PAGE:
Things that are holding [plaintiff] back are the communication she has with her shift, fair work distribution and controlling the schedule. . . . [She] also needs to work on pre-scheduling transports and coordinating exams with nursing units to minimize delays. This also means communicating in advance to the staff about what is pending and when it is expected to be in route to the department. Staying positive and keeping staff informed will help her improve in her role. (Def.'s LR 56.1(a) Stmt., Ex. D, Geyer Dep. Ex. 1, Good Performance Review of June 23, 2007 at 4.) The ninety-day PIP does not explicitly mention plaintiff's communication skills, but instructs her to ensure that work is evenly distributed, test preparation and paperwork is done timely, patients are scanned promptly and overtime is reduced, all of which imply that her communication with the staff is sub-par. (Id., Geyer Dep. Ex. 14, PIP of July 11, 2007.) The thirty-day PIP reiterates the expectations set forth in the ninety-day PIP. (Id., Ex. E, Sissel Dep. Ex. 45, PIP of Oct. 9, 2007; see id., Ex. D, Geyer Dep. Ex. 28, Final Written Warning of October 12, 2007.) Finally, in the email she sent to Human Resources in November 2007 recommending that plaintiff be terminated, Geyer said:
1. Staff want to be transferred off of [plaintiff's] shift.
2. [She] does not communicate well with the staff.
3. [She] gets short tempered with the staff when they remind her of things that need to be done.
4. [She] does not provide direction and does not assist the staff in ensuring smooth workflow.
5. [She] does not provide the staff with complete sets of paperwork prior to patient arrival, which delays patient care.
6. . . . . [She] demonstrates no sense of urgency in getting the patients completed in a timely manner.
7. There is no sense of team between [her] and the technologists.
8. [She] is not providing training to the new technologist on the shift. (Id., Geyer Dep. Ex. 31, Email to Slaviero from Geyer of Nov. 12, 2007.) In short, the evidence shows that the substance of defendant's criticism of plaintiff stayed the same from the time of her performance review in June 2007, through the end of her employment. Thus, the fact that the words defendant used to convey it differs somewhat from document to document does not suggest that the criticism was baseless.
The record shows that defendant's transfer of plaintiff from the second to the third shift is equally innocuous. It is undisputed that: (1) the demotion policy did not entitle plaintiff to a demotion; (2) the third shift is less busy than the second; and (3) defendant changed plaintiff's shift rather than terminating her after she failed the ninety-day PIP. (Id., Geyer Dep. at 102; Pl.'s Resp. Def.'s LR 56.1(a) Stmt. ¶¶ 53, 69.) Given this uncontroverted evidence, no inference of wrongdoing arises from the shift change.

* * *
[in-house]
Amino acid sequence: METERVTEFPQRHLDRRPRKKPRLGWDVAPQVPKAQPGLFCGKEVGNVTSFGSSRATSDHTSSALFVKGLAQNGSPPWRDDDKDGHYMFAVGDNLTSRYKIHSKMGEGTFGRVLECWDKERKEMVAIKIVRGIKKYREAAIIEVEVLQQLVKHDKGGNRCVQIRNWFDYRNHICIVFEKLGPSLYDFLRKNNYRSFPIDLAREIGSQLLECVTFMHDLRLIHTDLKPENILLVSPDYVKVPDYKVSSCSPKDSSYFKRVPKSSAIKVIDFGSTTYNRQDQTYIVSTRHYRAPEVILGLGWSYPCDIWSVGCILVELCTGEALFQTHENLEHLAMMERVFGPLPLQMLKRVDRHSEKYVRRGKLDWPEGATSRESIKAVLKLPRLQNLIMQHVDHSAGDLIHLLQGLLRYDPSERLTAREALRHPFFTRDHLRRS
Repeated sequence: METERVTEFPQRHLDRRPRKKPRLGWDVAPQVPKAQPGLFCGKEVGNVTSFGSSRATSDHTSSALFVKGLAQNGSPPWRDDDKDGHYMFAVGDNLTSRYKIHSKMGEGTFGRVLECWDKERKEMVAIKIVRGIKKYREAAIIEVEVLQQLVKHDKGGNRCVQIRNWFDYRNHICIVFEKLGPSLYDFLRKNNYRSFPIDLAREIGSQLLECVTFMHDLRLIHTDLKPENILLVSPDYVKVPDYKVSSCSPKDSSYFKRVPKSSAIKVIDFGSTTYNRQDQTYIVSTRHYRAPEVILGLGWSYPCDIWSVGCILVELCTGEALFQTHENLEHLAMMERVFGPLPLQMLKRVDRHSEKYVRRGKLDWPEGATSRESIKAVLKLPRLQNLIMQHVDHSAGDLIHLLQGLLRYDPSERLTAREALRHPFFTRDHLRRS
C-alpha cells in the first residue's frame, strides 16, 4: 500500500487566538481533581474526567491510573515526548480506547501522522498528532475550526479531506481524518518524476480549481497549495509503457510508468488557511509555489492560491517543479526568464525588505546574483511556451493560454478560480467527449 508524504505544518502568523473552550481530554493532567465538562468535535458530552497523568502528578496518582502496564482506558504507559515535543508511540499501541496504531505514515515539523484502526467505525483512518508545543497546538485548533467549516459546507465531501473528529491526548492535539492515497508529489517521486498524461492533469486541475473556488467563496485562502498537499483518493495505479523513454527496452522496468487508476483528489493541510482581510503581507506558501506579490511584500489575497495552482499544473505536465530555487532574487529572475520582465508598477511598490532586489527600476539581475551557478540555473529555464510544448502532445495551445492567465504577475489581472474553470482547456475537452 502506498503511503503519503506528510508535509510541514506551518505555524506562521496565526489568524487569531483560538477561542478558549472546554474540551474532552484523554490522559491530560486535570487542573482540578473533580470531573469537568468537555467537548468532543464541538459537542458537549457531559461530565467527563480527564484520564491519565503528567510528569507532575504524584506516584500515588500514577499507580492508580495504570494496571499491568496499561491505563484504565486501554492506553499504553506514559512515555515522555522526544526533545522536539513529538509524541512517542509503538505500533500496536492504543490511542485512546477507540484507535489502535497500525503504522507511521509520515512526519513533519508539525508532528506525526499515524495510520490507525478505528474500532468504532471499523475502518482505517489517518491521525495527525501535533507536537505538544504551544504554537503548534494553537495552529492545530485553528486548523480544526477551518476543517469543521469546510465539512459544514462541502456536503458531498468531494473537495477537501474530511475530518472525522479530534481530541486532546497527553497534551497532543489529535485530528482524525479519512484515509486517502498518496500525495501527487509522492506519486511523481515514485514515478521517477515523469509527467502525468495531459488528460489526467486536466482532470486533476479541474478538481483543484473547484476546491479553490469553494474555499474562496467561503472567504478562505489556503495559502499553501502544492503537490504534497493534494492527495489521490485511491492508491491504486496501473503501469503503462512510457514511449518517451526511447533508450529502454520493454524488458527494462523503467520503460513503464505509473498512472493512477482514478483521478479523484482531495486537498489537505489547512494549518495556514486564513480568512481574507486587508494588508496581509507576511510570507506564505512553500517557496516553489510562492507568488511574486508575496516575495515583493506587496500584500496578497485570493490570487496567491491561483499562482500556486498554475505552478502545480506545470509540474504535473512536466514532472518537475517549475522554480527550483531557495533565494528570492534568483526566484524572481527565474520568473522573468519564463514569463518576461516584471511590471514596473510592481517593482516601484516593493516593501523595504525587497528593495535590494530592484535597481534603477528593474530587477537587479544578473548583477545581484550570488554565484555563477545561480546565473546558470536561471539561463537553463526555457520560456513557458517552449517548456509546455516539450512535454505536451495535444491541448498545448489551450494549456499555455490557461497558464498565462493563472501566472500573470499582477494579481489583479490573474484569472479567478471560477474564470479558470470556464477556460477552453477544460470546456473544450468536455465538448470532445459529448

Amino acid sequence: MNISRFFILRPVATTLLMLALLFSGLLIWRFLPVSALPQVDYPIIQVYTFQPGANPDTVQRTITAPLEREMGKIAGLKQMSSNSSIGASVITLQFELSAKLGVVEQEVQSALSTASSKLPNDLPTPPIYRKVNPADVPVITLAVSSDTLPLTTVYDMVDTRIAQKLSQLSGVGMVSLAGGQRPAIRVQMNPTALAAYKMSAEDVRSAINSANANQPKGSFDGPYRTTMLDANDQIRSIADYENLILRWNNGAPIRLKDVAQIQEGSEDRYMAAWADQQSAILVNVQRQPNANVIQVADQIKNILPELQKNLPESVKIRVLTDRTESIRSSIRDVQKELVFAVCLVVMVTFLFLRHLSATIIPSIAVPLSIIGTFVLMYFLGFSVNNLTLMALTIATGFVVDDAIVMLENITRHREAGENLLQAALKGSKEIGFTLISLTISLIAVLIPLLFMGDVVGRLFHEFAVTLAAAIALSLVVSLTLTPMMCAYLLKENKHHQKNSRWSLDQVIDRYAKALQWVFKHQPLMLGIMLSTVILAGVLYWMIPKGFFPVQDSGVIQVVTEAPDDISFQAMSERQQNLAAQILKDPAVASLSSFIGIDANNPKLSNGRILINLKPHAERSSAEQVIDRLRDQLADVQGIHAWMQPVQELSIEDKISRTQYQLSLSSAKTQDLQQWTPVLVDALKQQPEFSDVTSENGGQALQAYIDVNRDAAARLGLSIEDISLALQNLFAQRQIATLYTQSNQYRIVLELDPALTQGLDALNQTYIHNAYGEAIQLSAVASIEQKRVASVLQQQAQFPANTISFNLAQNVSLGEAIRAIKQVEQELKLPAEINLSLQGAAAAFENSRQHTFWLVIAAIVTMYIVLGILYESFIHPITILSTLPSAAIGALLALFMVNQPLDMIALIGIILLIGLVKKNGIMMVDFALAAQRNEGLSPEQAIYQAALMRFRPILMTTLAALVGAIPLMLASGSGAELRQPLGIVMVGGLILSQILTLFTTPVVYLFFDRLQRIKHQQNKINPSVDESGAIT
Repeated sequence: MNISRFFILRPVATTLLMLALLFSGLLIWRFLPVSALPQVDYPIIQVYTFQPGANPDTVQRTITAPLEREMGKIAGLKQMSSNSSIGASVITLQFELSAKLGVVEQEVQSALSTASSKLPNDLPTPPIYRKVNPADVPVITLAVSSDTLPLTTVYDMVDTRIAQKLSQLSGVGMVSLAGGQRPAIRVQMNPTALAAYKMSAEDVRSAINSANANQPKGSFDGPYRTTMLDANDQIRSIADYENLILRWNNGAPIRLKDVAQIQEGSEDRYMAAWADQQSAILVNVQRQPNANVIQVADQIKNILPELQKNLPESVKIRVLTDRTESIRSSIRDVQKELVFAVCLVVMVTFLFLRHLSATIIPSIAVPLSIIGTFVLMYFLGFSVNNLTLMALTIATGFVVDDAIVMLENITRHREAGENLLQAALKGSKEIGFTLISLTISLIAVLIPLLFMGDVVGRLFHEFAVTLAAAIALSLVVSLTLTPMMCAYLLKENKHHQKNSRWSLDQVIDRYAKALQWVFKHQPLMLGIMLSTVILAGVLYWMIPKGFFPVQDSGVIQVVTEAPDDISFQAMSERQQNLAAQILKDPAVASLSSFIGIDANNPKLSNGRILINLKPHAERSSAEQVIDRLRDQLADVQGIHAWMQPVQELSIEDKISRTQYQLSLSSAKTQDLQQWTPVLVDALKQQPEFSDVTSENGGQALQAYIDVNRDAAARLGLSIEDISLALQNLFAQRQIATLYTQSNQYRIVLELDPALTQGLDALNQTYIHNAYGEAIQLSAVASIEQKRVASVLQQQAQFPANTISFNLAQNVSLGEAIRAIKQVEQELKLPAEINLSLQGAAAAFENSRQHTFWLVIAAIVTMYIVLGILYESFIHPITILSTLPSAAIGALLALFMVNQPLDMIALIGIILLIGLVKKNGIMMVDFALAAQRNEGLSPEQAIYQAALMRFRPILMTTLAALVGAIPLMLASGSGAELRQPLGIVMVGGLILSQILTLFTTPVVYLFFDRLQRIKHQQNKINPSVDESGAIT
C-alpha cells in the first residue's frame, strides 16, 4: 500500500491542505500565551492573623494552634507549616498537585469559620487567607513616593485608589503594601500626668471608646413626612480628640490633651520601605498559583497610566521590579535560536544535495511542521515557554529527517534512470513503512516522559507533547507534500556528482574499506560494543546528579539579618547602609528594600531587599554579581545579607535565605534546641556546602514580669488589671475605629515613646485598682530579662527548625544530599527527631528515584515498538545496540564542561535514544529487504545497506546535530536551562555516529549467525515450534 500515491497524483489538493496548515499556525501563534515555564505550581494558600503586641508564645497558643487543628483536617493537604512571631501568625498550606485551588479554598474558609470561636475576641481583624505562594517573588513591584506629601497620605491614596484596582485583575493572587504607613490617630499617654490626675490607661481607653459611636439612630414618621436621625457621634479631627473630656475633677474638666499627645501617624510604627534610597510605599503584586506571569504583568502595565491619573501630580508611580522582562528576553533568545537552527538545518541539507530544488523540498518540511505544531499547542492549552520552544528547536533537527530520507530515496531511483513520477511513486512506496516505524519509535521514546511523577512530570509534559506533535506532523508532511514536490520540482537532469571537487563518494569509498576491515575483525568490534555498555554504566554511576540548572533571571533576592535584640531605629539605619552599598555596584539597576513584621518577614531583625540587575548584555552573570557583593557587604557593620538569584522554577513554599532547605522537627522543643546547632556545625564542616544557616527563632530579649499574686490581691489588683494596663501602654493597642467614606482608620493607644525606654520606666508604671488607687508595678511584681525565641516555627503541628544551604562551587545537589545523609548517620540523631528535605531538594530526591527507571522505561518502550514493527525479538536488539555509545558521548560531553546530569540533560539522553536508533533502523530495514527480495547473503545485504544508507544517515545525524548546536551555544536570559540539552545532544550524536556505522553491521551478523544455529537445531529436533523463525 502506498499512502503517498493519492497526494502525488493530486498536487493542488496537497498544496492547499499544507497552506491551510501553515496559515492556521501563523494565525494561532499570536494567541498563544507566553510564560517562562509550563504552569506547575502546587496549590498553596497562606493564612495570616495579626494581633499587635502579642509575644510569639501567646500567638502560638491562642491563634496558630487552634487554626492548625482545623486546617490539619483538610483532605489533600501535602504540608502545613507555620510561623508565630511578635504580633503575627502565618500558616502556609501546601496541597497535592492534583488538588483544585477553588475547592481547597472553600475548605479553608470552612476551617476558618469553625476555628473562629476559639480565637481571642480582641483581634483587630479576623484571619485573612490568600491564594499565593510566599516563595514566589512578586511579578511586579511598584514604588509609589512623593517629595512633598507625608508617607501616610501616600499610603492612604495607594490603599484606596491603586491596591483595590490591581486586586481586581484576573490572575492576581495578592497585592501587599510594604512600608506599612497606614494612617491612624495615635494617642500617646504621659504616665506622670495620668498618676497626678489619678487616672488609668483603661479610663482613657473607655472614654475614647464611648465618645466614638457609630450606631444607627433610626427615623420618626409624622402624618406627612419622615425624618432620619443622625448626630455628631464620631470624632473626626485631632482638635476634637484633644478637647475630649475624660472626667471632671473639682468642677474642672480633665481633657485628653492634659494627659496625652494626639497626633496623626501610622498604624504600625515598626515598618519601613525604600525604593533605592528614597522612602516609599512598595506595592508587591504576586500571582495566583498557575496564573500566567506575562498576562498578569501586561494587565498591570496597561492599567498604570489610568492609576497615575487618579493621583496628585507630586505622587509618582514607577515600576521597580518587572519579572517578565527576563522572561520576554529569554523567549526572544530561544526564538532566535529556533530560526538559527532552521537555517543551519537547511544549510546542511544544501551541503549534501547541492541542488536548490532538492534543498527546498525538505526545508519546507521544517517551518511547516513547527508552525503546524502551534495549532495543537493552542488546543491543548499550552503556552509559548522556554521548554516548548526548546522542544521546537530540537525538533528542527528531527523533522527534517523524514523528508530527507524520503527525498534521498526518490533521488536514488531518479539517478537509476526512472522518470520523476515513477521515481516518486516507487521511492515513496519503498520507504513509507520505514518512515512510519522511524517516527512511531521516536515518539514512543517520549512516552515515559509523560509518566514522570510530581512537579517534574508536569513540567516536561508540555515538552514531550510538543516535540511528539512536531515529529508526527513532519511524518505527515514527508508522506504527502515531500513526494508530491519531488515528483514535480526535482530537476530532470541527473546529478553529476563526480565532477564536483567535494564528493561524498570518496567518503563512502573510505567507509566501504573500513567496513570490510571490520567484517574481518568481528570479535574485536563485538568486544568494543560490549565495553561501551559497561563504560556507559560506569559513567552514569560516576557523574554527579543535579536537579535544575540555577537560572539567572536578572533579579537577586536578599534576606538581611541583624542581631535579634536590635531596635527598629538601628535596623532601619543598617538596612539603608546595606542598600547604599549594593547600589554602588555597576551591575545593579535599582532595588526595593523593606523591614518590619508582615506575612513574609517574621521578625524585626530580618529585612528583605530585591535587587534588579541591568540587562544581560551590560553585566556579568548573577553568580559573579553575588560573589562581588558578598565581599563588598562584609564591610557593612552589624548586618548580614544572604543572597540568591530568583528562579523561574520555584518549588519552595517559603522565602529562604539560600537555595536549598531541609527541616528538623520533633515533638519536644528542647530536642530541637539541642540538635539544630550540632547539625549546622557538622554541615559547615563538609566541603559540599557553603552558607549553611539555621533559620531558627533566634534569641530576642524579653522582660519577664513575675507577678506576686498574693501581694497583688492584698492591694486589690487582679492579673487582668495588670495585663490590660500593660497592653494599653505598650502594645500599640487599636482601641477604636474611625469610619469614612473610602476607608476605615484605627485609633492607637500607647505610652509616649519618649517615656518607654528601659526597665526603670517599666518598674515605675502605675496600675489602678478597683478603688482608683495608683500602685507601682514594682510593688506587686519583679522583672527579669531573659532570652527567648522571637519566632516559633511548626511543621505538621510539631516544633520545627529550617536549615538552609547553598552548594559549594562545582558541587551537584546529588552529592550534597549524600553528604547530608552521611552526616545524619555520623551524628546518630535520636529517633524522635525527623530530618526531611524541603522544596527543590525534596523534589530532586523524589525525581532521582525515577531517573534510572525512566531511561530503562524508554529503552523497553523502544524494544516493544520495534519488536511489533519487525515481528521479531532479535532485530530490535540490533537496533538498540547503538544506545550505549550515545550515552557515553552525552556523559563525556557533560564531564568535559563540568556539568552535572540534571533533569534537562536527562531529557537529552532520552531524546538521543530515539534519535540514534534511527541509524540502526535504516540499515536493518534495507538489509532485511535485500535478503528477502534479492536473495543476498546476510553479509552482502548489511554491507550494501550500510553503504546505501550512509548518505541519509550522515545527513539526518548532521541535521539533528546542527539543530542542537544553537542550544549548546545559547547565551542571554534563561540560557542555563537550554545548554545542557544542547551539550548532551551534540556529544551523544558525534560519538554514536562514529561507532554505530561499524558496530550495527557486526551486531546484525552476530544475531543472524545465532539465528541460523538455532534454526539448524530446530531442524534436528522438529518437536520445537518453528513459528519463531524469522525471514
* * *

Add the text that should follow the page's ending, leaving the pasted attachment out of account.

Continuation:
That leaves Geyer's misstatement -- a lie, viewed favorably to plaintiff -- about the demise of the demotion policy. Even coupled with Balderos-Mason's 2006 demotion, however, this statement is not enough to satisfy the direct method of proof given that: (1) defendant replaced plaintiff with a white employee; (2) plaintiff experienced no other alleged race discrimination during her tenure with defendant; (3) in late 2006, defendant demoted Christian Beezhold, who is white, from the position of Adult Ultrasound Manager to a technologist position, just as it had his non-white counterparts Cooks, Durr McNair and Castenada; and (4) plaintiff offers no evidence that suggests defendant discriminated against any other white employee. (See Pl.'s Resp. Def.'s LR 56.1(a) Stmt. ¶¶ 17-20, 56-57, 73.)
These undisputed facts and omissions also doom plaintiff's attempt to show intent under the McDonnell Douglas indirect method of proof. That method requires plaintiff to make a prima facie case of reverse discrimination by showing, among other things, that there are "background circumstances sufficient to demonstrate that [defendant] has reason or inclination to discriminate invidiously against whites or evidence that there is something 'fishy' about the facts at hand." Ineichen v. Ameritech, 410 F.3d 956, 959 (7th Cir. 2005) (quotation omitted). As noted above, there is no such evidence. Thus, plaintiff's claims fail under the indirect method as well.
For the reasons set forth above, the Court finds that there is no genuine issue of material fact as to plaintiff's claims against defendant, which is entitled to judgment as a matter of law on them. Therefore, the Court grants defendant's motion for summary judgment [doc. no. 23] and terminates this case.
SO ORDERED. ENTERED:
HON. RONALD A. GUZMAN United States District Judge